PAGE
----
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Cruzn w/Jake-Closing The Book
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It was the same old speech I’d heard a thousand times before. Something positive and uplifting, but nothing really authentic or new. So instead of listening to the speaker, I was reading some sort of graduation guideline handout and daydreaming about something more interesting. Now it’s been almost two years since I didn’t hear that speech.
My father and I had come to “Transfer Student Orientation” day to take official pictures, enroll in some classes, and all that jazz. We had spent the previous half hour stealing extra sandwiches from the fancy buffet table, and eating our lunch on the steps, under the trees, and away from the other family units.
Here they had separated students from parents, and us transfers were getting an earful about the things we should do and try, the people to ask advice for, and basically everything else we were going to figure out anyway. It was during that moment of anonymity and boredom that the speaker sharply caught my attention. I don’t know who she was, but I remember what she said.
“Two years goes by quickly, don’t forget that. Make the most of your time here; because before you know it, you’ll be graduated and gone.”
Instantly feeling anxious about doing as many things as possible with my time at college, I paid rapt attention to the rest of her speech about clubs and sports.
Today, about 20 months later, I turned in my last piece of academic work. With the exception of a drawn out ‘commencement’ ceremony, this stretch of my college career is over. And now that same question has been nagging me incessantly: did I make the most of my time here? I’m graduated and this close to being ‘gone’ so was this everything it was supposed to be?
Heck yes it was.
I don’t know how to properly summarize the last two years without writing an oversized novel, but I do know I would never have wanted to miss any of it. So how am I supposed to explain how this was a success in the simplest terms? I think it all boils down to how many memorable moments a person might have versus how many they did have in a situation like this. And after mentally counting off the things I’ve done, I notice that they all involve my friends.
Would going to all those Republican conventions and meeting those congressmen and other political figures have been any fun without a car full of restless weekend warriors with me? Probably not. Would sitting through mind-numbing hours of certain lectures have been possible without the occasional game of neighborly Hangman? Definitely not.
This year I was fortunate enough to visit other famous parts of the world, and meet with families and people from different nations. But I promise you it would not have been worth the time had there not been five of us UCSC kids making that trek together.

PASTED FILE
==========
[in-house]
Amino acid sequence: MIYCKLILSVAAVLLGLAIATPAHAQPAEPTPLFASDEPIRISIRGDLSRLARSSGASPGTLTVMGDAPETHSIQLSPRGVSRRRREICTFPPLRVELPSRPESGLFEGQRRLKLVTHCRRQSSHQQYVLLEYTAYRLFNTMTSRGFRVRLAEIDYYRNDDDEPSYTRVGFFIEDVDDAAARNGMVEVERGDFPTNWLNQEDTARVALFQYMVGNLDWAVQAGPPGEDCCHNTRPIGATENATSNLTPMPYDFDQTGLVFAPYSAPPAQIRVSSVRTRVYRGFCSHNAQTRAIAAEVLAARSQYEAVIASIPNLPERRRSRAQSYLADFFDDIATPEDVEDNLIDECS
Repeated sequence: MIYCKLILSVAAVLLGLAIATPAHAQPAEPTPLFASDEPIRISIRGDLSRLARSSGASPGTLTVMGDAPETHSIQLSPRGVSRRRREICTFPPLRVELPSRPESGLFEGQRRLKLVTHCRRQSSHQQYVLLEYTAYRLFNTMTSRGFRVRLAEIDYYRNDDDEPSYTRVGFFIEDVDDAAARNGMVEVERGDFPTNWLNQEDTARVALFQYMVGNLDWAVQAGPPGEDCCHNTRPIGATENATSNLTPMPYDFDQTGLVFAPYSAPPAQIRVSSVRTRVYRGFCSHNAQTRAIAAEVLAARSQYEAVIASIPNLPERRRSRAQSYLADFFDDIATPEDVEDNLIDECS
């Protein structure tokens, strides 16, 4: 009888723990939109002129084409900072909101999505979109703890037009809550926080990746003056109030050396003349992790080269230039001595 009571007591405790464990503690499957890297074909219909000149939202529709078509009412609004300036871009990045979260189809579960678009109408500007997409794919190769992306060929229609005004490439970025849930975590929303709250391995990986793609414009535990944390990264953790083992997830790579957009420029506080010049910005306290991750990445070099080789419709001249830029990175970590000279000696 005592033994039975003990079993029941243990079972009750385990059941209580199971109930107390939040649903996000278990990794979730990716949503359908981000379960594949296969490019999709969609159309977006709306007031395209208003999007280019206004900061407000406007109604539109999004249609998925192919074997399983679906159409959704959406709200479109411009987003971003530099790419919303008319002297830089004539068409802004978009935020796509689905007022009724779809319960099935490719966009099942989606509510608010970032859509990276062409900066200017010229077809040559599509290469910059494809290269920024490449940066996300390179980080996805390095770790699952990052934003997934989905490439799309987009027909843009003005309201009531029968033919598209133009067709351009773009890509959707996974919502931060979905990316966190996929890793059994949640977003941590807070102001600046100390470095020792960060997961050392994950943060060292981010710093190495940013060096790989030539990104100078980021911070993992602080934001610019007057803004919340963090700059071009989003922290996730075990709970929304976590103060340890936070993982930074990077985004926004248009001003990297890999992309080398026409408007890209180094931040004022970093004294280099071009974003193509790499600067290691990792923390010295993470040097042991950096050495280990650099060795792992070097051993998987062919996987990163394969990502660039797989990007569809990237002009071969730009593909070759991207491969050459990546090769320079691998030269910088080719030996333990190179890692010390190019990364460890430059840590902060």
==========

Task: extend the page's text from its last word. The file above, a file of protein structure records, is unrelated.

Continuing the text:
But even then, after all the jobs, sports, and classroom lectures, it’s the unceremonious moments that I’m probably going to keep with me forever. After the trips to different cities in California, or even walking underneath the Eiffel Tower, I know everything I have done that is worthwhile in college will be because of the people I was with at the time.
It’s sitting in the Oakes computer lab during finals week with everyone I know hogging up a corner for ourselves. It’s going downtown and playing too many games of pool. It’s even getting 20 people together to play a fierce game of kickball on an otherwise boring Sunday.
So there; that’s how I measure the success of time spent at college. Given that actually getting your degree might count as “winning,” I know that the speech-giver back from orientation day could use a summary of my time spent here as a success story for her next big oration.
And so now what? If college is a success, what does that mean for my future? The honest, anxious truth is I’m unsure of what’s going to happen to me now. As I look for jobs and peruse other life paths, I have no idea where I’m going to end up in the coming months. But this is okay, because no matter what comes, I have been prepared for it by these past years. I am ready for the next stage in my life, whatever it might be.
And no matter how you look at it, that is a successful college graduation.
I’d like to thank everyone for reading my accounts of the last two years in The Oakdale Leader. It makes all the difference when someone comes up and points me out as ‘that kid from the Leader!’ because it lets me know that someone, somewhere actually took time to read about my life. I hope you’re ready for summer, Oakdale, and I look forward to visiting home soon.

Jake Cummins served as a summer intern for The Oakdale Leader and now attends UC Santa Cruz. Look for his columns the second and fourth Wednesdays of the month, as he keeps us up to date on his college experiences. He can be reached at